By accepting at face value the way in which oppressive groups have framed our existence we will never be liberated from that oppression. Again: oppression is not derived on the basis of choice or non-choice, it is derived from a perceived superiority of some groups over others and the empowerment of that superiority through systemic reinforcement. The high school bully and conservative politician don't actually care if we're born this way or not, they're trying to beat our identities out of us because they simply aren't acceptable things to be. It may be scary for those bullies to hear that their own sense of identity is questionable, and that they're just as likely to be Queer or Trans* as the people they're oppressing, but they ARE just as likely and placating them isn't going to stop the violence. Arguing for this sense of absolutism IS violence. It is the basis for violence. Violence is excused because the superiority of one group over another is preserved and that is all that group needs to legitimize their violence.

I'd like to take a moment to address concerns that what I'm saying may be disempowering to Trans* people that need to assuage cisgender society in order to receive backing for medical aspects of transition. I realize what I'm saying may sound like "you weren't really born the wrong gender, you're making it up" and I want to make absolutely clear that I am not arguing that. Instead, what I am arguing is that the cisgender establishment getting to decide whether your narrative is "acceptable" or not, whether you're "Trans enough" is obscene. I am not suggesting that transitioning reinforced gender binarism, or that by claiming that narrative in order to get the go-ahead to transition (or because the standard narrative does fit your real experiences) that you are somehow betraying yourselves and Trans* people everywhere. I recognize the need to maintain legitimacy in situations in which it presents violence. My argument is entirely with the long term discussion that is held around these issues. I'm calling for an end to "Harry Benjamin Syndrome" Syndrome (and for people to read everything Natalie Reed has ever written because she has probably said all this much better than I'm saying it at least twice by now).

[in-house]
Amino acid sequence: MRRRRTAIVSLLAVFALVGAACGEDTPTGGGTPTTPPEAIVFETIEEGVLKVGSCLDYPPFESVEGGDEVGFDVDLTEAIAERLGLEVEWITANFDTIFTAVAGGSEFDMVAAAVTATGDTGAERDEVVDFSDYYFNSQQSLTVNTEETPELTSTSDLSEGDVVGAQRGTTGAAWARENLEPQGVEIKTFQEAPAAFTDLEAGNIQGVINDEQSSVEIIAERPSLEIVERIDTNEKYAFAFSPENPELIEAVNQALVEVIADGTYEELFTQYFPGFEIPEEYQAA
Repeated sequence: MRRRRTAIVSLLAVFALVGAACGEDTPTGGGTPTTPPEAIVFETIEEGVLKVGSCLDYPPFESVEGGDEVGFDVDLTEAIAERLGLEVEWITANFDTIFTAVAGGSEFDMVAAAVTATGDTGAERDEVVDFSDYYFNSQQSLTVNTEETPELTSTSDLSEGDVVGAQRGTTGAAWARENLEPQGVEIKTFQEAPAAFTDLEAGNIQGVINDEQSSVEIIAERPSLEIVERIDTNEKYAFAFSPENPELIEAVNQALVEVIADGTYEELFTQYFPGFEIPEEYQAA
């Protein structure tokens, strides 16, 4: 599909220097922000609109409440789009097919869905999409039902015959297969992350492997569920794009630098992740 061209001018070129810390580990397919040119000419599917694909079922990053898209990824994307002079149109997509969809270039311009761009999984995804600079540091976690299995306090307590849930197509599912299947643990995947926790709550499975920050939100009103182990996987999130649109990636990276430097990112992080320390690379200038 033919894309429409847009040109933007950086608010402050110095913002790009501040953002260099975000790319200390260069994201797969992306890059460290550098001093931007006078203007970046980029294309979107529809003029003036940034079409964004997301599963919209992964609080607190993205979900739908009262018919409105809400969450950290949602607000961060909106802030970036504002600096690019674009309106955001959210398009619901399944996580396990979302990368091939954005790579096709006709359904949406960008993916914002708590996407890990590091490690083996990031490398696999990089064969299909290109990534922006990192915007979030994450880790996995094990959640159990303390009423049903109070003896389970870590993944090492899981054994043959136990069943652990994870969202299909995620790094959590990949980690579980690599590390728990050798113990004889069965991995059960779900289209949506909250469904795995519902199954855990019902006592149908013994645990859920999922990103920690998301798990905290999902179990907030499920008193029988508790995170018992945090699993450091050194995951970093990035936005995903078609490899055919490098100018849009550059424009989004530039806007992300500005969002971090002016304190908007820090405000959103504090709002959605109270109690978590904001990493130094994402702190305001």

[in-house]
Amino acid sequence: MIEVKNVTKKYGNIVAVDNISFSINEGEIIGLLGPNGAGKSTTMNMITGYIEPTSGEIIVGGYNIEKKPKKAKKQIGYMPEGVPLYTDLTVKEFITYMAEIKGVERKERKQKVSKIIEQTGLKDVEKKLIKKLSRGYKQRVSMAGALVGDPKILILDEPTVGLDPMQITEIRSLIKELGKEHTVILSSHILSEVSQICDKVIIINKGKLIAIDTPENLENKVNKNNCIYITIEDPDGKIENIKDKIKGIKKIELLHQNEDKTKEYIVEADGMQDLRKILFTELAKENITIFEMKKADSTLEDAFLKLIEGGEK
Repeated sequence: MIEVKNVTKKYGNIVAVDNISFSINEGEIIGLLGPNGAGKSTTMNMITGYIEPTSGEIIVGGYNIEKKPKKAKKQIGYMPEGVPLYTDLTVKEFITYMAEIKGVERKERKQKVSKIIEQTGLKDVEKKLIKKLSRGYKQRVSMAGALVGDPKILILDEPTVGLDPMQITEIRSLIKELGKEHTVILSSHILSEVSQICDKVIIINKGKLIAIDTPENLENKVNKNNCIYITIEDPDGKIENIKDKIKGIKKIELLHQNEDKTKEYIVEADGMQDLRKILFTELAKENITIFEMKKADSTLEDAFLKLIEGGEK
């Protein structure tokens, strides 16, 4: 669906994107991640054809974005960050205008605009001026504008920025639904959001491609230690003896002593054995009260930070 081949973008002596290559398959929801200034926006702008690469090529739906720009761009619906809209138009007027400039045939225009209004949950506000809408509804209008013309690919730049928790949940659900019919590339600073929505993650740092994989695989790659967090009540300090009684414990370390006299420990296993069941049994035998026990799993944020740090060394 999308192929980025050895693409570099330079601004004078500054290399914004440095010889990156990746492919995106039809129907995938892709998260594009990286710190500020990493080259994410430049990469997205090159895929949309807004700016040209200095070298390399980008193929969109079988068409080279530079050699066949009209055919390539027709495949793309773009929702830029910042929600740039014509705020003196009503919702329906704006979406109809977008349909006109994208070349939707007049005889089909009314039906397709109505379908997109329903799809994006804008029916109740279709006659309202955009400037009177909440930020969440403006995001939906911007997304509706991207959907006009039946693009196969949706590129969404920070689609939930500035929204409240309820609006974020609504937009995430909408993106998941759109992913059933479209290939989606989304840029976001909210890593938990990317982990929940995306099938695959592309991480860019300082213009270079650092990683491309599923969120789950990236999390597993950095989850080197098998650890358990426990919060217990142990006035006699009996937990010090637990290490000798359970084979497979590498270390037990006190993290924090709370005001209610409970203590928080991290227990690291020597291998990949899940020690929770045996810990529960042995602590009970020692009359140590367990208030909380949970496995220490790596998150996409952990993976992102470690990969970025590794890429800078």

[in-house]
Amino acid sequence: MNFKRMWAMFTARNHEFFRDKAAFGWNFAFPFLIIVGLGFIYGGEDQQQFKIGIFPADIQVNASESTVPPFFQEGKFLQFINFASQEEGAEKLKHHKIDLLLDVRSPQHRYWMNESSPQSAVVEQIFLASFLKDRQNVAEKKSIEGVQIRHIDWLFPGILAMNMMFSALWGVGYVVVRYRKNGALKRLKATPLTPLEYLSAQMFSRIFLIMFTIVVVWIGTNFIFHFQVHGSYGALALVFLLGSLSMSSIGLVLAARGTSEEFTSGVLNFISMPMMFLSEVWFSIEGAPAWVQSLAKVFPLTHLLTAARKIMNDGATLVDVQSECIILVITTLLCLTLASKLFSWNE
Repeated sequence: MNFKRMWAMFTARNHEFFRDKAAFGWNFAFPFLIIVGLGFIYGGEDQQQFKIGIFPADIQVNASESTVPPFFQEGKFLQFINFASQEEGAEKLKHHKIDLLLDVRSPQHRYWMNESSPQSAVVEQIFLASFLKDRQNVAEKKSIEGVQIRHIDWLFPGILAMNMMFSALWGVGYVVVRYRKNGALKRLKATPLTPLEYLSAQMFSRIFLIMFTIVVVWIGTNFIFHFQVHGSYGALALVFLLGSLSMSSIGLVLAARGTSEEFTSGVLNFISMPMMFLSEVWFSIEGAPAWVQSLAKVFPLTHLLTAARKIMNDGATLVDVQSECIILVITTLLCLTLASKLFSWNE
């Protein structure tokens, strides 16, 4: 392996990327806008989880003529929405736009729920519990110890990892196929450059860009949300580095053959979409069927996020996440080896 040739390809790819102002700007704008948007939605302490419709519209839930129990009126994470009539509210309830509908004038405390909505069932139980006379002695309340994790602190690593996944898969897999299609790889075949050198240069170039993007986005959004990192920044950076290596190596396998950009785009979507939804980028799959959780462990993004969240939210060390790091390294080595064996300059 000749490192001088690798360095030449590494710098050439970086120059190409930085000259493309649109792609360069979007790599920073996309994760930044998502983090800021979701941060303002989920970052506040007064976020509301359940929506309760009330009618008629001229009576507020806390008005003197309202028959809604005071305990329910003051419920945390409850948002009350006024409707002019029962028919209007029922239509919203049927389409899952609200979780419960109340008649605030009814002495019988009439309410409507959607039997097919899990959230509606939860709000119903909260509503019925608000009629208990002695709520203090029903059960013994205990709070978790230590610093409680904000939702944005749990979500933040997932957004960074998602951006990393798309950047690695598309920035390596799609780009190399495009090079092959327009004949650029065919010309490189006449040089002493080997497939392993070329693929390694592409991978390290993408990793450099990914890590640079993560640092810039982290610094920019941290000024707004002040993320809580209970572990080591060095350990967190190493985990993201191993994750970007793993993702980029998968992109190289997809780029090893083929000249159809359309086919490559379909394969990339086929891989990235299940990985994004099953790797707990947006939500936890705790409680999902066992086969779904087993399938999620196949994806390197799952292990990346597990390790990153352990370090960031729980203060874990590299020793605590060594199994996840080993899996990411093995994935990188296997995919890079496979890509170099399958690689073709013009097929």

I don't have similar assurances for LGB people. "Born this way" may build sympathy with some of the oppressive elements of our society but a gentler tyranny still leaves us with the boot tenderly pressed against our throats. It's time we stop begging the church and the state to stop slandering and beating us and start to stand up and loudly demand the rights we deserve. All of them, not just marriage. When we started this fight, really got going, in the 60's we recognized that the boot stomping on us, and we didn't try to reason with it, we tried to get it off of us. This included anti-governmental rhetoric, and quite frankly it aught to come back. Does that sound scary? Does picking a fight with the government, Occupying Queer, sound like a step too far? That should give you some idea of how very little this mainstreaming argument accomplishes. It is not a threat to the power that continues to beat down on us.

I am not content with the way I was born. I am not willing to define myself as a temporarily depressed heterosexual, out to make my way as close to the standard as I can. I am Queer because everyone should be Queer. Everyone, regardless of their object choice, should reject the standards by which straight is defined. It needs to be torn down, completely dismantled, and all of its power stripped from it with the same force and vitriol that its existence has inflicted on us. We need to get rid of "straight." Not the word, that's not good enough, and not the people (I'm not talking about violence against all straight people, if that isn't already clear), but the power structure that creates straight and "other." Every person in the world deserves the ability to be Queer, to defy normativity, to deconstruct their gender, love, body, sex, and desires and wear them in strips around their bodies like a rainbow flag. I made myself this way, and you can make yourself you.

So quit basing yourselves on the rhetoric of a people that are not you. We should be indoctrinating children by being proud and open even in front of curious little eyes. We should be blowing up the nuclear family by living the lives we want and resisting state violence against queer families. We need to stop holding bible studies to better argue that our identities don't displease the Christian god and start leaving churches that refuse to foster us for who we are, regardless of why we are. We need to stop allowing cisgender standards of care to be the only respected standards of care and cisgender-approved Trans* narratives to be the only Trans* narratives. We should admit that we are destructive to society because our society is broken, cruel, and needs to be put out of its misery. We need to get off of defense and onto offense or we'll never stop being left on fences.